• the option to limit the access others have to one's personal information
  • secrecy, or the option to conceal any information from others
  • control over others' use of information about oneself
  • states of privacy
  • personhood and autonomy
  • self-identity and personal growth
  • protection of intimate relationships

And there exists four types of activity around privacy, each of which may violate one of the conceptions of privacy.

  • Invasion
  • Information Colleciton
  • Information Processing
  • Information Dissemination

(If you're curious about any of the above, check out Solove's book.)

But for right now, let's just re-narrow our scope. In doing so, we will engage with several of these classifications and many of these violations. 

Imagine that you're walking down the street and you feel like dancing, and you know that if you were home alone and in private you would dance your heart out; you, however, (being an intelligent young man) recognize that the sidewalk of a poppin street just outside of your office clearly presents no good opportunity to break it down.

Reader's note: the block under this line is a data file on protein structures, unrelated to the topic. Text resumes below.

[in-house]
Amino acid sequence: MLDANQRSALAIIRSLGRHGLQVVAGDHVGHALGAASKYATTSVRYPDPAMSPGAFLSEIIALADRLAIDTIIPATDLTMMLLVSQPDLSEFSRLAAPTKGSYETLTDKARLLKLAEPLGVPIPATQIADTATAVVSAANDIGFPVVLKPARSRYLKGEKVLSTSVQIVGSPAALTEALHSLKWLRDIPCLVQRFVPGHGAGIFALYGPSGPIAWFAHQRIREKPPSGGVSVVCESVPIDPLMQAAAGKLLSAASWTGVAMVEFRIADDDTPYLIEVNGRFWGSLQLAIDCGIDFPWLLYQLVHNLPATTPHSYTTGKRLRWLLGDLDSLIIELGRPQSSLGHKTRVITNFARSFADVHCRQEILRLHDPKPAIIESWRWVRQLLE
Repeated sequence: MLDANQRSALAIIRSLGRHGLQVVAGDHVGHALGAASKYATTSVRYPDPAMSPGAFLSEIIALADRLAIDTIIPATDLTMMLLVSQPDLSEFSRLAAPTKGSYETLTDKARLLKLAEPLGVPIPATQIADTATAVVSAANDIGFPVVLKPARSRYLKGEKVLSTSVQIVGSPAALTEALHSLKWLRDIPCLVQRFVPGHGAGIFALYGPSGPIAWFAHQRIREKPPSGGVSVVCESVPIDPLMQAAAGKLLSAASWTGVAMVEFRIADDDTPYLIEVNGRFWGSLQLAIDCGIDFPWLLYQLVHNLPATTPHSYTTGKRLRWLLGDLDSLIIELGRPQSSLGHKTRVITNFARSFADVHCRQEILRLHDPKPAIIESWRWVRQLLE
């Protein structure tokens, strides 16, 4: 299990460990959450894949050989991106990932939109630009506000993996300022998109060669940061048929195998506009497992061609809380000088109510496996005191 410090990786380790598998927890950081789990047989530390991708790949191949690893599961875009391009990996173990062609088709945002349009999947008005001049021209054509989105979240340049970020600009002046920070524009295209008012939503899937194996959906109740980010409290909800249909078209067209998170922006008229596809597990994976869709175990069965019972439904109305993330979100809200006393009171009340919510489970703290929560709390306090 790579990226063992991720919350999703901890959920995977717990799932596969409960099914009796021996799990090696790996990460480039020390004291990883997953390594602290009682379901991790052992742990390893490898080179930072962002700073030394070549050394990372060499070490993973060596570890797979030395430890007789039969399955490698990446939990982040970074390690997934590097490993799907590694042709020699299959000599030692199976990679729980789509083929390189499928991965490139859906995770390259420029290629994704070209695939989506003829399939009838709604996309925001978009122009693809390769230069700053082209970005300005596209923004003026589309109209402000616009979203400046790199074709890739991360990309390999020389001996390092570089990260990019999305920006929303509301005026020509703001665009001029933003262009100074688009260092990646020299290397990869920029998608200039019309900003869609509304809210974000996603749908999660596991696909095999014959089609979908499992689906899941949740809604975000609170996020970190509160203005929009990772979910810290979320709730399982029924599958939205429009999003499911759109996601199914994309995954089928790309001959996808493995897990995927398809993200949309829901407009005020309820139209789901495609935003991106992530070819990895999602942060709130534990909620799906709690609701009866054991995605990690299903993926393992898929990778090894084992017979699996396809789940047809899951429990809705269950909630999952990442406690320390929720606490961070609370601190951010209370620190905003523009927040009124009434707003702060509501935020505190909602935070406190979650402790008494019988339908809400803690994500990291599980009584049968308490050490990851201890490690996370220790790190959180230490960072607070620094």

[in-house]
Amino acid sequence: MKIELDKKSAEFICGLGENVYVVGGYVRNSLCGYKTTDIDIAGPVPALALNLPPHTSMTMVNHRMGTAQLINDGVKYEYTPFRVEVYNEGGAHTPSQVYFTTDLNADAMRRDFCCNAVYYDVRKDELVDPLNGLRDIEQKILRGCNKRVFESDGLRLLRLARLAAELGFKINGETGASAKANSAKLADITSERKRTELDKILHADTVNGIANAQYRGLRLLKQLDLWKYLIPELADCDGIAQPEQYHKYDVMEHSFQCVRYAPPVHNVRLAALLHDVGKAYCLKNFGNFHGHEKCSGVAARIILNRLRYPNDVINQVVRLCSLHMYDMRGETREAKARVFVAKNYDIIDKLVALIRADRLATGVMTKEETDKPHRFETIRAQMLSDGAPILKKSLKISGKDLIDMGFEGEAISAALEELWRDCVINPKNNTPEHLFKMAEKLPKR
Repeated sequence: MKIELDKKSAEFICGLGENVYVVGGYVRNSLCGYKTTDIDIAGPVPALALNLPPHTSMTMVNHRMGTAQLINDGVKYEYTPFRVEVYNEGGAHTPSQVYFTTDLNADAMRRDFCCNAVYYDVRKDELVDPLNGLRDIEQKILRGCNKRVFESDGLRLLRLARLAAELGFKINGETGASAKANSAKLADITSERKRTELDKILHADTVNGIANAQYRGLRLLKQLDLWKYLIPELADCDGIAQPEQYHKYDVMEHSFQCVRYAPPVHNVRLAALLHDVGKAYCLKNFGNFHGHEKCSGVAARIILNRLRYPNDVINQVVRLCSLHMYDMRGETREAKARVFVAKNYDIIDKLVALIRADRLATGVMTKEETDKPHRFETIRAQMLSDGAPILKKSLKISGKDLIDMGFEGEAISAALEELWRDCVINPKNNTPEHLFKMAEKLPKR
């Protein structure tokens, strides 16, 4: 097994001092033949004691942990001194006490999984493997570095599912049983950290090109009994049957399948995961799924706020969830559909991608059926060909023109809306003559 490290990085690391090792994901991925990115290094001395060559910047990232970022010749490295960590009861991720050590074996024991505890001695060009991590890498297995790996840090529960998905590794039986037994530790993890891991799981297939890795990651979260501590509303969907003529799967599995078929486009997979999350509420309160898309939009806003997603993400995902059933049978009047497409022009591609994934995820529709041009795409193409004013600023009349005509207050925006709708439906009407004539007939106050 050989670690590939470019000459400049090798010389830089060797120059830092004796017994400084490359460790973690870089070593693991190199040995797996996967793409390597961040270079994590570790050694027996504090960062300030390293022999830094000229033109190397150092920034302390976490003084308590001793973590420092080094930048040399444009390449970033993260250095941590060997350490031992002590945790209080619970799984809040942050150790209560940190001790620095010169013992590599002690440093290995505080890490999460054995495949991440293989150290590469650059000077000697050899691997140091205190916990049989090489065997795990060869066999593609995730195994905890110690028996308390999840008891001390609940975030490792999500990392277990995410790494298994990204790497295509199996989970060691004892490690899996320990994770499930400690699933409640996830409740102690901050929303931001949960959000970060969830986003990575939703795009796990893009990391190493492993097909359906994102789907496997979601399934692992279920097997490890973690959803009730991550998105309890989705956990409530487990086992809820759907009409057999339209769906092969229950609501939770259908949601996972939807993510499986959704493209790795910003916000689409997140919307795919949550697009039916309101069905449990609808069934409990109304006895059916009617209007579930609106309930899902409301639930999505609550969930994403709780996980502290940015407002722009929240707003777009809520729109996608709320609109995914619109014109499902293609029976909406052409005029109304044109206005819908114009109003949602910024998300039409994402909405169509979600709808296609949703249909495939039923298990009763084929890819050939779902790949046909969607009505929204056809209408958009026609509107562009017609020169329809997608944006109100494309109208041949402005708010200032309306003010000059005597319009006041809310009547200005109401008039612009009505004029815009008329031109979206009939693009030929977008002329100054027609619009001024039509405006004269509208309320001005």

You decide not to dance neither due to your concern that the skinny dude eating that fat slice of pizza with molten cheese running down his white t-shirt will be offended nor because you suddenly realize that you feel a bit too tired to do that right now. You decide not to dance because you are afraid.

(Let me quickly interject that I do not feel like dancing. Most days.)

You would dance in private because you are not afraid; you would not dance in public because you are afraid. You would dance drunkenly in a humid club with loud music and strobe lights because you are not afraid; you would not dance at a party with that cute girl, who lived down the block from you all these years and whom you've wanted to ask out for six years in a row but somehow conveniently never found the right moment, because you are afraid.